Puebla Trans-Barroca: a Guide for the City

Katia Anguelova & Alessandra Poggianti

A Guide For The City1

“Puebla Trans-barroca. Una guia para la ciudad”
a project by Katia Anguelova and Alessandra Poggianti
Produced by Istituto Municipal de Arte y Cultura de Puebla, 2009
Format 11x16 cm
224 color pages
Languages spanish-english
Front cover “¡Viva la linea correcta!” by Juan Pablo Macias

“Stazione Livorno. Una guida per la città”
a project by Katia Anguelova, Stefano Boccalini and Alessandra Poggianti Edizione Gli Ori, Prato, 2007
Format 11x16 cm
224 color pages
Languages italian-english
Price 20 euro
ISBN 978-88-7336-242-7
Front cover “Community Map” by Stefano Boccalini


"Puebla Trans-Barroca: a Guide for the City" is part of a curatorial device that uses the tourist guide as a tactic to analyze the internal dynamics of the community and its city-making; a making that carries on within itself all that is properly subjective to it. After "Stazione Livorno"2 (2007), a guide devoted to the Italian city through the contributions of different professionals, "Puebla Trans-Barroca" represents the second stage of a production strategy that appropriates the grammar of conventional tourist guides as a façade. Internally, a series of critical interventions over the banal and predetermined character of tourism (of the souvenir-city) are articulated in regard to the affections and effects that produce, in a complex way, the contemporary city.

"Puebla Trans-Barroca: a Guide for the City" further develops the historic line inaugurated by Dada with their visits to "the banal city," continued by the "oniric and unconscious city" of the Surrealists, by Land Artists' territorial interventions, and by the "nomad and ludic city" of the Situationists. Common to all these experiences is the definition of the city's history and the way of experiencing it through different displacements understood as "aesthetic devices capable of describing and modifying metropolitan spaces that continuously present a nature that still has to be comprehended and signified, instead of being filled up with things" (Francesco Careri, Walkscapes, camminare come pratica estetica, Einaudi, 2006)3 .

In this sense, "Puebla Trans-Barroca" proposes a critique of urban space, considering these different approaches from the nineteenth century. It also reconsiders the historical narratives of the city in the studies of George Simmel, as a place of intensive interpersonal relations produced by a social and cultural mobility. Along the same lines, Walter Benjamin's study of Paris, which becomes an archeology of the recent past through the meticulous description of the different places of the city, considers it as a refuge for the diverse typologies of citizenship: the flâneur4 , walkers, prostitutes, bohemians...Diversity and universality appear as signs of the metropolis.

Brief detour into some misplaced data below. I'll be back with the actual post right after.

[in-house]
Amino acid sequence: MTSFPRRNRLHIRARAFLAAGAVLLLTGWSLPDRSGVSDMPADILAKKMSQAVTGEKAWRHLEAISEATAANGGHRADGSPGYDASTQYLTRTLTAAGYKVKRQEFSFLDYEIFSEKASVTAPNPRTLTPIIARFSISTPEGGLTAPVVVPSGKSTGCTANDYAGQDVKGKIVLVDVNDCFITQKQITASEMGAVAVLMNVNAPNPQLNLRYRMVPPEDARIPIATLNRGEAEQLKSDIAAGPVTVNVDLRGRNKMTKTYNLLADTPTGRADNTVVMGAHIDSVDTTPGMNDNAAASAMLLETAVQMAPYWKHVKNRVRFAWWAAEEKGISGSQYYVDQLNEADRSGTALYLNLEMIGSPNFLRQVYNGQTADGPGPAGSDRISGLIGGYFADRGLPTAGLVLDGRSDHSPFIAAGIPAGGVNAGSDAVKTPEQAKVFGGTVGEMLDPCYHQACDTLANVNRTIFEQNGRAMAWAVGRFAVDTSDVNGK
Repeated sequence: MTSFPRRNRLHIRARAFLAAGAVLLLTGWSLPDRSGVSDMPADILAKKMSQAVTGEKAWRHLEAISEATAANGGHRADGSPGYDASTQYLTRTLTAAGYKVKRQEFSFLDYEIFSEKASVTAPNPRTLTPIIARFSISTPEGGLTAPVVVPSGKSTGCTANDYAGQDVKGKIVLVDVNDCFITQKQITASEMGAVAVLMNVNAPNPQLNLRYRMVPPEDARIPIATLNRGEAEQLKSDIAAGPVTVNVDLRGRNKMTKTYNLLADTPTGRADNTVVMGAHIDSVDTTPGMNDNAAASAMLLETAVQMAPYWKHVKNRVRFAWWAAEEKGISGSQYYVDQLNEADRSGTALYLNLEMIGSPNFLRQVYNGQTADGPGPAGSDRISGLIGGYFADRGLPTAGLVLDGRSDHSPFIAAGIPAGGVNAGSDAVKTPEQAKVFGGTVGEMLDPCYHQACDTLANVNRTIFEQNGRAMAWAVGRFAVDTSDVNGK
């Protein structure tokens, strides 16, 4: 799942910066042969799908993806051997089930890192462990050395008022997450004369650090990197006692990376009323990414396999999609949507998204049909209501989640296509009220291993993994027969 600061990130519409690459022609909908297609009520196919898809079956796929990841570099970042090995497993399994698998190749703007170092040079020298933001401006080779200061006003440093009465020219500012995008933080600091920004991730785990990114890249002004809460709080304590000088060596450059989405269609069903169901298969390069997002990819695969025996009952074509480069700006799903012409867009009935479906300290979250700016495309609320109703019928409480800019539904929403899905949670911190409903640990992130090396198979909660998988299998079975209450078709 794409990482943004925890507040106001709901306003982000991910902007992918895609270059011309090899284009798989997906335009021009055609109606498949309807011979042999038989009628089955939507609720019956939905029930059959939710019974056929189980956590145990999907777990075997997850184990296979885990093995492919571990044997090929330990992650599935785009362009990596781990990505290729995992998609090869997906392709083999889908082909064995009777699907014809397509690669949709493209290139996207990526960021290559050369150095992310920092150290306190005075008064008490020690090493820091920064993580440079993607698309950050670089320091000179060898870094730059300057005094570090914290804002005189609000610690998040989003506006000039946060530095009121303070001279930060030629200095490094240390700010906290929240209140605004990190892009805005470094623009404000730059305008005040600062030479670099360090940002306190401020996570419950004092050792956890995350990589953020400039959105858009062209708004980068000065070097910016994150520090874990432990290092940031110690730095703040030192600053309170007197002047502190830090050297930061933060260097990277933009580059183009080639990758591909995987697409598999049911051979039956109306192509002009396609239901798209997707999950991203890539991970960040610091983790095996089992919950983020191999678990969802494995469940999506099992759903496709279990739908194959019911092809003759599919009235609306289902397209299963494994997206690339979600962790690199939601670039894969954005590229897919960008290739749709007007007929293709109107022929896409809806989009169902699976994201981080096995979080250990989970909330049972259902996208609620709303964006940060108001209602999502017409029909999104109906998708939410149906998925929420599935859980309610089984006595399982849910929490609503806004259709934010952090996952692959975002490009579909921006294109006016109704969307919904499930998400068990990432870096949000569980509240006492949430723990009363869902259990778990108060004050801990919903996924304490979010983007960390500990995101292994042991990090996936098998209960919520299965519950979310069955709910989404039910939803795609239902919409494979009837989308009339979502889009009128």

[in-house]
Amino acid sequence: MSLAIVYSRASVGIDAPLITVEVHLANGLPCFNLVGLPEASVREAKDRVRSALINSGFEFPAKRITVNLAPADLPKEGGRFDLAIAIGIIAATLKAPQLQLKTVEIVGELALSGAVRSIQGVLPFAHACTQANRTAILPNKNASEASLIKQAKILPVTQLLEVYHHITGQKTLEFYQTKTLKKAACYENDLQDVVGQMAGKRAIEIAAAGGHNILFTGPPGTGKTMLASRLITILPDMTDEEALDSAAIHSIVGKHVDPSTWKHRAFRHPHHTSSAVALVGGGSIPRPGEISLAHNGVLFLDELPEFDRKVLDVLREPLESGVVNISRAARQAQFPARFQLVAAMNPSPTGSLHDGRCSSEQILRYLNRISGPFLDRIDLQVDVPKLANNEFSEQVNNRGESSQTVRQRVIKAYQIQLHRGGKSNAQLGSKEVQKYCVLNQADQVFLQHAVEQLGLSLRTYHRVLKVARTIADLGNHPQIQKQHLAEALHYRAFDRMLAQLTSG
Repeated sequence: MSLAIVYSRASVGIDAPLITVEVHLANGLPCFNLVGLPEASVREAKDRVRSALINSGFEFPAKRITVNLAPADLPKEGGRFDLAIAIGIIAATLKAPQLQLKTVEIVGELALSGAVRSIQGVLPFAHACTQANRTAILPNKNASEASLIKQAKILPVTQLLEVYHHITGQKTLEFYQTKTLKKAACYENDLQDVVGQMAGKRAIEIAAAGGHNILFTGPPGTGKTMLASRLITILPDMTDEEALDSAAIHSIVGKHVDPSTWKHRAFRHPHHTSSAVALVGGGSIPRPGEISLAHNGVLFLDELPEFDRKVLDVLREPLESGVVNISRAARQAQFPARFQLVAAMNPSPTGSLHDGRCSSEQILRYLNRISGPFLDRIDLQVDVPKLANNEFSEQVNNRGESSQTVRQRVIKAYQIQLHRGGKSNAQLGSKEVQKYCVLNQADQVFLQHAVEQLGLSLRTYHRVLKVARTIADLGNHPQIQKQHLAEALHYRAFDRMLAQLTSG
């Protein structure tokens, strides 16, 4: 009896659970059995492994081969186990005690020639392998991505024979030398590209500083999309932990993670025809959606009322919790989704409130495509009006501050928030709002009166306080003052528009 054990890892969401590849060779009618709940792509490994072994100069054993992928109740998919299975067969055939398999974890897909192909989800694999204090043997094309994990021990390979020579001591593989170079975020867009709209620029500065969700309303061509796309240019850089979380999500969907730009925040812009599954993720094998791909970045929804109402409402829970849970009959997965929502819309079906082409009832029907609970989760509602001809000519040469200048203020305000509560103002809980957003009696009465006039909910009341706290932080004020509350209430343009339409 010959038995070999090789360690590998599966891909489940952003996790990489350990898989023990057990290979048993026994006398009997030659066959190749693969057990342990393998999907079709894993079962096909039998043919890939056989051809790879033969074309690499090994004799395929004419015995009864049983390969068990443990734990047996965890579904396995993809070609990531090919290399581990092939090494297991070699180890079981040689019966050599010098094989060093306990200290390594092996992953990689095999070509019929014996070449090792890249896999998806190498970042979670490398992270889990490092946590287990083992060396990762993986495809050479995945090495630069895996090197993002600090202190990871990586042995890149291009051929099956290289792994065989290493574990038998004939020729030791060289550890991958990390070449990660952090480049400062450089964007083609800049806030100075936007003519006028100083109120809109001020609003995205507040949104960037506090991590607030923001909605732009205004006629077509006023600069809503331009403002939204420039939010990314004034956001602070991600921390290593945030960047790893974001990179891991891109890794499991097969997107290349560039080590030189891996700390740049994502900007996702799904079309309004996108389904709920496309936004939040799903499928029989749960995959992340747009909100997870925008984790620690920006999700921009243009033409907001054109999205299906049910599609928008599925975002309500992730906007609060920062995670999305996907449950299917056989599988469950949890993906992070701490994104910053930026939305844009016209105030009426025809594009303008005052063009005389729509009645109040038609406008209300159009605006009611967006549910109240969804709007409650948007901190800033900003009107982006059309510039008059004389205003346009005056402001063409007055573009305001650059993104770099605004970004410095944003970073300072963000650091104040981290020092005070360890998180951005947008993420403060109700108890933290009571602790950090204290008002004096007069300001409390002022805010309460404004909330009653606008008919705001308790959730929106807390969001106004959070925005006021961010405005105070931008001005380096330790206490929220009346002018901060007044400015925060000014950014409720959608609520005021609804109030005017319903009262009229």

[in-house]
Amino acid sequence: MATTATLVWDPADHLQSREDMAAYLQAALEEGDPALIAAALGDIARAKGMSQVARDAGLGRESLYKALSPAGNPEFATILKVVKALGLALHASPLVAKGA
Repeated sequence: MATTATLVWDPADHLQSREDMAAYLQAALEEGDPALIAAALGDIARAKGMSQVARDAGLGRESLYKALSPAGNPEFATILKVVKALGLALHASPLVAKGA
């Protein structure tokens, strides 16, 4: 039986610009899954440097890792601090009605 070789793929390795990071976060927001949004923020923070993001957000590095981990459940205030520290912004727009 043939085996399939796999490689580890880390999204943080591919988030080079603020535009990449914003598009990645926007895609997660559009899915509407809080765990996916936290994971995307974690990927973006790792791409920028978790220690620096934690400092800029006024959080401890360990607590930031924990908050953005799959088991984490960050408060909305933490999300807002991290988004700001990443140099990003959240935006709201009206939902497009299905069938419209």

Plenty has been written about the city and people will continue to write taking into account that the world's process of urbanization continues nonstop with a velocity without precedents. To date, there is an estimation that 51% of the world's population lives in the city. The city has become world; it has surrogated the jungle. Urban space has become the way of life for the majority of humanity.

This phenomenon is about a fast and vertiginous urbanization that refers over all to the developing countries like the ones of Latin America. Obviously it is not a painless process. Henri Lefebvre anticipated this in his book "The Production of Space" (1974), when he writes that the city was becoming a "planetary reality," and that this phenomenon would transform the city into a container of new potentialities, but also the receptacle of never affronted issues.

The phenomenon manifests itself clearly in the '80s, when under the effects of globalization, the National-State undergoes a progressive crisis and yields its place to a trans-locality that renders cities mere strategic points of transnational politics. Cities begin to compete continuously between themselves to enter into a world economy and to attract or preserve human capital: intelligences, technical potentiality, foreign investments, etc. Under these appearances, the "big events" play an important roll for the showcase-city, a moment of international attention that attracts investors and makes publicity for the city's image on a world wide level.5